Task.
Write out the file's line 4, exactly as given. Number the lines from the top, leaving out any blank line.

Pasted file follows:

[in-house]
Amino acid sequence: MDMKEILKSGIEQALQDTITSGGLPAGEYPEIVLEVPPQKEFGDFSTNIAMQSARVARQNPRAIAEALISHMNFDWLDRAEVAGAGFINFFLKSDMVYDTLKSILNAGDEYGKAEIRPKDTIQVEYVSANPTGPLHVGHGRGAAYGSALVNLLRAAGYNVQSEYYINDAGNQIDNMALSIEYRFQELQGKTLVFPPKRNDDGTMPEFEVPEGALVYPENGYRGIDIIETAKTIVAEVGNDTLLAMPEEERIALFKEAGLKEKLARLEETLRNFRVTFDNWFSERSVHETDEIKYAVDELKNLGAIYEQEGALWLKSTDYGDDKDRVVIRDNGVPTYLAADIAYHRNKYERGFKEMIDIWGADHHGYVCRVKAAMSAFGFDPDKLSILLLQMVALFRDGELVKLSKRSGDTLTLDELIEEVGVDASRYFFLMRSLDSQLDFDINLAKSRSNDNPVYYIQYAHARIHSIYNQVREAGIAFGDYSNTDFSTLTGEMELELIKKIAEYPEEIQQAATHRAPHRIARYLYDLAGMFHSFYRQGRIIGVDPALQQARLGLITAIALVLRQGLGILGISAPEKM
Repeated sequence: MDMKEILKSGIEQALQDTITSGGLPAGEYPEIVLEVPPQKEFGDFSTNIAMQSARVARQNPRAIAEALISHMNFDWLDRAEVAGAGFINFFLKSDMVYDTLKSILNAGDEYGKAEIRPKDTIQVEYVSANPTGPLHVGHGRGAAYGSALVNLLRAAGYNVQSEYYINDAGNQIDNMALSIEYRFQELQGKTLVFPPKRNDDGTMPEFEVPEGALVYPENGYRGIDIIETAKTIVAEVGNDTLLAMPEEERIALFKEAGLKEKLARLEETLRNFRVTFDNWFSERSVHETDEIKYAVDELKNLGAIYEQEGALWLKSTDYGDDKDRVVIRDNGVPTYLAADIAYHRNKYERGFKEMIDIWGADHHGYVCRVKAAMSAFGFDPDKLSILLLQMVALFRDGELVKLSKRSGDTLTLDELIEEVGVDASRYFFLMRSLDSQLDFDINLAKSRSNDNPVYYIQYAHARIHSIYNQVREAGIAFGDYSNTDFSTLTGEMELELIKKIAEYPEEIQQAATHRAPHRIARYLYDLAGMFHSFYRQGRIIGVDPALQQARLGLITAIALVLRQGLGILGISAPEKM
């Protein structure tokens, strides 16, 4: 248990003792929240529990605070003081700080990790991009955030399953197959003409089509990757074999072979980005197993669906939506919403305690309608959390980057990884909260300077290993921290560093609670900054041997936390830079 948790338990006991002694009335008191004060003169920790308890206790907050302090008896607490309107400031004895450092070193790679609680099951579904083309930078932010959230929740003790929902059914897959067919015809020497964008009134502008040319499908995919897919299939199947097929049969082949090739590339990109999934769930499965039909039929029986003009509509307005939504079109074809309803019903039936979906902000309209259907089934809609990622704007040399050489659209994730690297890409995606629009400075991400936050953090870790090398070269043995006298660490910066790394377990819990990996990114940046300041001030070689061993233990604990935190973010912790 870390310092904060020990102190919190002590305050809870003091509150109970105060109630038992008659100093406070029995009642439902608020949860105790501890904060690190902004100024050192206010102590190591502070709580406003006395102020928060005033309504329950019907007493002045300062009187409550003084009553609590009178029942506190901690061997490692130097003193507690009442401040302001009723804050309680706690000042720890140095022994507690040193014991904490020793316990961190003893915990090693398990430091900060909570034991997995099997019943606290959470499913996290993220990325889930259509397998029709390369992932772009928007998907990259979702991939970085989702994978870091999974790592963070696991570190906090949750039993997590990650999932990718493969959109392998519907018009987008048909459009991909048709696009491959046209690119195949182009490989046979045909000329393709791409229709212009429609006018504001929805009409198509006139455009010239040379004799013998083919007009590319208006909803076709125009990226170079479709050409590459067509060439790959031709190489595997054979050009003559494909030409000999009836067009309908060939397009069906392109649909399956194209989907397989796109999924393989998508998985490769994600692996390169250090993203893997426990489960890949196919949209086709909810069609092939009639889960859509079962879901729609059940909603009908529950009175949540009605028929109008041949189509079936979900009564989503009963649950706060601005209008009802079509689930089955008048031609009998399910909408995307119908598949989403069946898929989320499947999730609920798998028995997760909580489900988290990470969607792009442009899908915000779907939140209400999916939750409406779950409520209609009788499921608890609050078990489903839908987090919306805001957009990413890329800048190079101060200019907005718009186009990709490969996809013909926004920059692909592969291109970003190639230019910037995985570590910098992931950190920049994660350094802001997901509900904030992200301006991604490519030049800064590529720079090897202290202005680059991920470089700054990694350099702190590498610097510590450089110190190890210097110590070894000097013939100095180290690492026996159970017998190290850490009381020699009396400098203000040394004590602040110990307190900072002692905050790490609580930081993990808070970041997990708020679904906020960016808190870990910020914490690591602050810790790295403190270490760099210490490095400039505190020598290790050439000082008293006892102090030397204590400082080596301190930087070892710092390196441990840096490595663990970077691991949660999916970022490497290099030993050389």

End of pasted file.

């Protein structure tokens, strides 16, 4: 248990003792929240529990605070003081700080990790991009955030399953197959003409089509990757074999072979980005197993669906939506919403305690309608959390980057990884909260300077290993921290560093609670900054041997936390830079 948790338990006991002694009335008191004060003169920790308890206790907050302090008896607490309107400031004895450092070193790679609680099951579904083309930078932010959230929740003790929902059914897959067919015809020497964008009134502008040319499908995919897919299939199947097929049969082949090739590339990109999934769930499965039909039929029986003009509509307005939504079109074809309803019903039936979906902000309209259907089934809609990622704007040399050489659209994730690297890409995606629009400075991400936050953090870790090398070269043995006298660490910066790394377990819990990996990114940046300041001030070689061993233990604990935190973010912790 870390310092904060020990102190919190002590305050809870003091509150109970105060109630038992008659100093406070029995009642439902608020949860105790501890904060690190902004100024050192206010102590190591502070709580406003006395102020928060005033309504329950019907007493002045300062009187409550003084009553609590009178029942506190901690061997490692130097003193507690009442401040302001009723804050309680706690000042720890140095022994507690040193014991904490020793316990961190003893915990090693398990430091900060909570034991997995099997019943606290959470499913996290993220990325889930259509397998029709390369992932772009928007998907990259979702991939970085989702994978870091999974790592963070696991570190906090949750039993997590990650999932990718493969959109392998519907018009987008048909459009991909048709696009491959046209690119195949182009490989046979045909000329393709791409229709212009429609006018504001929805009409198509006139455009010239040379004799013998083919007009590319208006909803076709125009990226170079479709050409590459067509060439790959031709190489595997054979050009003559494909030409000999009836067009309908060939397009069906392109649909399956194209989907397989796109999924393989998508998985490769994600692996390169250090993203893997426990489960890949196919949209086709909810069609092939009639889960859509079962879901729609059940909603009908529950009175949540009605028929109008041949189509079936979900009564989503009963649950706060601005209008009802079509689930089955008048031609009998399910909408995307119908598949989403069946898929989320499947999730609920798998028995997760909580489900988290990470969607792009442009899908915000779907939140209400999916939750409406779950409520209609009788499921608890609050078990489903839908987090919306805001957009990413890329800048190079101060200019907005718009186009990709490969996809013909926004920059692909592969291109970003190639230019910037995985570590910098992931950190920049994660350094802001997901509900904030992200301006991604490519030049800064590529720079090897202290202005680059991920470089700054990694350099702190590498610097510590450089110190190890210097110590070894000097013939100095180290690492026996159970017998190290850490009381020699009396400098203000040394004590602040110990307190900072002692905050790490609580930081993990808070970041997990708020679904906020960016808190870990910020914490690591602050810790790295403190270490760099210490490095400039505190020598290790050439000082008293006892102090030397204590400082080596301190930087070892710092390196441990840096490595663990970077691991949660999916970022490497290099030993050389």